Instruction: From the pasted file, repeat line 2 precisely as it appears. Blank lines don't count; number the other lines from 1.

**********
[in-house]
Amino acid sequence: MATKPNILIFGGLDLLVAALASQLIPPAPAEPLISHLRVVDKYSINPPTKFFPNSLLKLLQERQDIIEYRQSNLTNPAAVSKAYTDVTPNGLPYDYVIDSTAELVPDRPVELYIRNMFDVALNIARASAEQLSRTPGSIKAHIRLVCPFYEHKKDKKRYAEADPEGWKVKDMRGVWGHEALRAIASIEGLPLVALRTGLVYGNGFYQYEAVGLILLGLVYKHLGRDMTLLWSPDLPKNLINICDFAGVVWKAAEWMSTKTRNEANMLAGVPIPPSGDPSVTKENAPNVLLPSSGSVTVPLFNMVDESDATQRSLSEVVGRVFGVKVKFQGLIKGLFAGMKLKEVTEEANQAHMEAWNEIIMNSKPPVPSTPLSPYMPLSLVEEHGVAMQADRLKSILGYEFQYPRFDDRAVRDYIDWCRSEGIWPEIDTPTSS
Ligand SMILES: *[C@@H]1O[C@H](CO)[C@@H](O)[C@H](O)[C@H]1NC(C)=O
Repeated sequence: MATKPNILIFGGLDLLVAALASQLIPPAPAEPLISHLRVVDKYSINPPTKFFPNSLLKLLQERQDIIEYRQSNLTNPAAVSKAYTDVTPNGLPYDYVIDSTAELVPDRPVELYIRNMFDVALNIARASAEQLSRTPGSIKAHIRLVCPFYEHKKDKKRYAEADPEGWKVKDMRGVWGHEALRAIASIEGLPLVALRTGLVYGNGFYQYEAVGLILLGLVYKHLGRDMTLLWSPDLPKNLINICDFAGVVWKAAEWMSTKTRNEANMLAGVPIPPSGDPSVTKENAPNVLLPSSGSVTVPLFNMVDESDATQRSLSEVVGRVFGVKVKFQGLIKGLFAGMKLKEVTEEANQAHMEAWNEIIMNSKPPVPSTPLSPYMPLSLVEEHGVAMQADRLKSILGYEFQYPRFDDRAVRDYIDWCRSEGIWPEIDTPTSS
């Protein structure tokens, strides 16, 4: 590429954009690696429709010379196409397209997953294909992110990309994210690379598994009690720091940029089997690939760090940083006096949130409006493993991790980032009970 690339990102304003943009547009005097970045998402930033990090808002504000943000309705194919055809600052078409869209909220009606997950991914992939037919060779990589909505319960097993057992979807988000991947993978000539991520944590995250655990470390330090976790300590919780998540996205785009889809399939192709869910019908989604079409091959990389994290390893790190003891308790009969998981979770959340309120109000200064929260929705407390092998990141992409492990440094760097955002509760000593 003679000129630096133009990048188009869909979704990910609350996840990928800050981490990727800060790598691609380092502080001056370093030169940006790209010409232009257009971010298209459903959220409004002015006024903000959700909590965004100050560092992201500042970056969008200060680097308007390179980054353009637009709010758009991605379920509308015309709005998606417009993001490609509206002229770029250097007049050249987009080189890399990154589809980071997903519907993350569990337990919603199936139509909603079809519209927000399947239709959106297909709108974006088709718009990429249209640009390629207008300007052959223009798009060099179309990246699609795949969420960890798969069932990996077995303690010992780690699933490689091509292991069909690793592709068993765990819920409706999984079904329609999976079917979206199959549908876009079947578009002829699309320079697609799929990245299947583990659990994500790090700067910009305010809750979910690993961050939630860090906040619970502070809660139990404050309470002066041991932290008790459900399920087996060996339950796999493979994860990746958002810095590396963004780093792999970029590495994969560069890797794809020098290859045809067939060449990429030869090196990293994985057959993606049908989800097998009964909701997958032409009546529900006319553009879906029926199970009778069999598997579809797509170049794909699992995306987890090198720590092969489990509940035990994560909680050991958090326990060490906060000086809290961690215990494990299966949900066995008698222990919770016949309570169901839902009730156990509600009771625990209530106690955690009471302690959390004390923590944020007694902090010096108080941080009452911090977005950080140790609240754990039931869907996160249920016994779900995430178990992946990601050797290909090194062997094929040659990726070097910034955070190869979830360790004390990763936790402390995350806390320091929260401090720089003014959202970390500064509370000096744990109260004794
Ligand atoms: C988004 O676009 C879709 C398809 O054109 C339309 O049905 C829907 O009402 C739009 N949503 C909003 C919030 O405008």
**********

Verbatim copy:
Amino acid sequence: MATKPNILIFGGLDLLVAALASQLIPPAPAEPLISHLRVVDKYSINPPTKFFPNSLLKLLQERQDIIEYRQSNLTNPAAVSKAYTDVTPNGLPYDYVIDSTAELVPDRPVELYIRNMFDVALNIARASAEQLSRTPGSIKAHIRLVCPFYEHKKDKKRYAEADPEGWKVKDMRGVWGHEALRAIASIEGLPLVALRTGLVYGNGFYQYEAVGLILLGLVYKHLGRDMTLLWSPDLPKNLINICDFAGVVWKAAEWMSTKTRNEANMLAGVPIPPSGDPSVTKENAPNVLLPSSGSVTVPLFNMVDESDATQRSLSEVVGRVFGVKVKFQGLIKGLFAGMKLKEVTEEANQAHMEAWNEIIMNSKPPVPSTPLSPYMPLSLVEEHGVAMQADRLKSILGYEFQYPRFDDRAVRDYIDWCRSEGIWPEIDTPTSS